These are just some of the local family stories of those who survived the war. Of the 8.7 million British and Empire troops who served at some point during the war, there were around 1.1 million deaths, meaning that around 88% survived.
To find out more about those who died, search The War Dead
Ernest Abrams lived in Manor Park, close to Ilford.
He worked for the Ilford Gas Company and had been a part-time soldier with ‘C’ Company,
4th Battalion, the Essex Regiment since 1913. This Company was composed of around 200 men recruited from Ilford and the surrounding areas.
When war broke out Ernest was 18 years old and volunteered to stay with the battalion to fight abroad. With the 4th Essex, Ernest took part in the failed invasion of Turkey at Gallipoli in August 1915. Then, on 26 March 1917 at the first battle of Gaza, Ernest was shot in the arm.
After recovering, he returned to his unit and eventually finished the war in Beirut, Lebanon. He arrived back home in April 1918. Many years later he donated copies of his wartime photographs to Redbridge Museum.
William White lived for most of his life in St. Mary’s Road, Ilford.
Before the war he worked as a labourer on the Great Eastern Railway. In August 1914
William volunteered with his local regiment, 4th Battalion, the Essex Regiment.
After surviving Gallipoli, William was sent to Egypt and then Palestine. On 25 November 1917, after the third battle of Gaza, he was captured and spent a year in a Turkish prisoner of war camp before finally returning home in January 1919. He later worked at Ilford Central Library as an attendant until he retired.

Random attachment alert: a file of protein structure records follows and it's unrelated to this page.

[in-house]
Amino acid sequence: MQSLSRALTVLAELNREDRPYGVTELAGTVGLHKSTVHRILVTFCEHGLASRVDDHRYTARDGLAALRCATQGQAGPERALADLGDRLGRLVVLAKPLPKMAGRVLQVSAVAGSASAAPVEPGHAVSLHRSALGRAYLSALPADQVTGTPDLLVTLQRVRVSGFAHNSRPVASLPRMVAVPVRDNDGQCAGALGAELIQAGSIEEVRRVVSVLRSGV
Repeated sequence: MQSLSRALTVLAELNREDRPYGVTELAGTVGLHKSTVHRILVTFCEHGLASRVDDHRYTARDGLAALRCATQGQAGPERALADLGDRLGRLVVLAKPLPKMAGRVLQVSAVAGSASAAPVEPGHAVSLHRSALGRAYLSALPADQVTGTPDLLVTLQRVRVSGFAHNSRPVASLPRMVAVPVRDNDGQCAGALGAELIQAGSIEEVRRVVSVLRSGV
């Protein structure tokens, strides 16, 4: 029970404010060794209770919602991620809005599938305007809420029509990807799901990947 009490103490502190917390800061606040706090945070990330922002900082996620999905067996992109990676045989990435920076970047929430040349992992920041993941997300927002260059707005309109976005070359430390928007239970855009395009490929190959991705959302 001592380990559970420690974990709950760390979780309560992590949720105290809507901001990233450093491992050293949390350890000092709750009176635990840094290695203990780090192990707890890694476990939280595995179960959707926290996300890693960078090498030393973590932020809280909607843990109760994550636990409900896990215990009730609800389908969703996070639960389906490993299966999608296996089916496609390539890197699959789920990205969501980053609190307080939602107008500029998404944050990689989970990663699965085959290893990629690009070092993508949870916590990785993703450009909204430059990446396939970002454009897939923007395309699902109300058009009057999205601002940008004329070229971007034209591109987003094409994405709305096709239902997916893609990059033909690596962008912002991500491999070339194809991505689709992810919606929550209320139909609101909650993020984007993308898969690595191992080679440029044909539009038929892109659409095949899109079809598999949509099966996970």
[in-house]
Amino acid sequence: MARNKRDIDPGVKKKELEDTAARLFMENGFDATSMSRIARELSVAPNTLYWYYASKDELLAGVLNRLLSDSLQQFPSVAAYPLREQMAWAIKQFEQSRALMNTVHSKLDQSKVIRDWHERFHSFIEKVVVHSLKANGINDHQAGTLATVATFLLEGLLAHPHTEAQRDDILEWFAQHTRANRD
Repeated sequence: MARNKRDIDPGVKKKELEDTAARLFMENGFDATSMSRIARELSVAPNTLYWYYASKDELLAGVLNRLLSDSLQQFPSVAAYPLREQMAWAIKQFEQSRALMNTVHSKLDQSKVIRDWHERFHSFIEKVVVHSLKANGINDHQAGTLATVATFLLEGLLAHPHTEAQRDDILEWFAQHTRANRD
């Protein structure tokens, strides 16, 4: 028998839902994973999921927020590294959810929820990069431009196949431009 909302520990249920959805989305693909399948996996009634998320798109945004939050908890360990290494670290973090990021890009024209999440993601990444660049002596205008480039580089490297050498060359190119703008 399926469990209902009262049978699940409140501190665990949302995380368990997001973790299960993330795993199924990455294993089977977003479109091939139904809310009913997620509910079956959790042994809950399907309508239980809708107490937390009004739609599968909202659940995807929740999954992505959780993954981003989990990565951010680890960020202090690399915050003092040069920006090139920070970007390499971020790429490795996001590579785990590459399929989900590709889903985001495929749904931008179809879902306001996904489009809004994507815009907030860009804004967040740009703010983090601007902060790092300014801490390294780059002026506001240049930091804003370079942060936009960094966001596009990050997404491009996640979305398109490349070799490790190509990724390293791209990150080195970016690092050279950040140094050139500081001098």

After the war William learned how to type and wrote a remarkable 250 page memoir which gives vivid descriptions of his experiences:
‘Captivity in the hand of the Turks taught us what hunger is really like. We would have sold our birthrights, or anything else for that matter, for a good meal of either stew or bully beef.’
‘Our meals always consisted of stewed wheat, more stew than wheat...Tiny cubes of mutton or goat flesh were present in this porridge, the ratio being about 2 cubes to every tin. We compiled a roster to ensure that each prisoner got his fair share of this infinitesimal portion...Potatoes boiled in their earthy jackets and served with the water in which they had been boiled...4 tiny potatoes and a sprinkling of dirty greasy water being each prisoner’s portion.’
‘The limit was surely reached when grass, green grass, was boiled and set before us. Hungry as we were, we could not tackle this mushy hors d’oeuvre. It proved to be horrible and bitter as gall, the only point in its favour being that it was never repeated.’
Paul Oliver, who lives in Ilford, was interviewed by Redbridge Museum about his father’s wartime experiences. His father, Henry Oliver, lived in Hackney and volunteered for the army in 1915, despite being under-age.
Dennis Watkins, who lives in Wanstead, was interviewed about his father’s wartime experiences. His father, Frank Watkins, was a prisoner-of-war during 1918.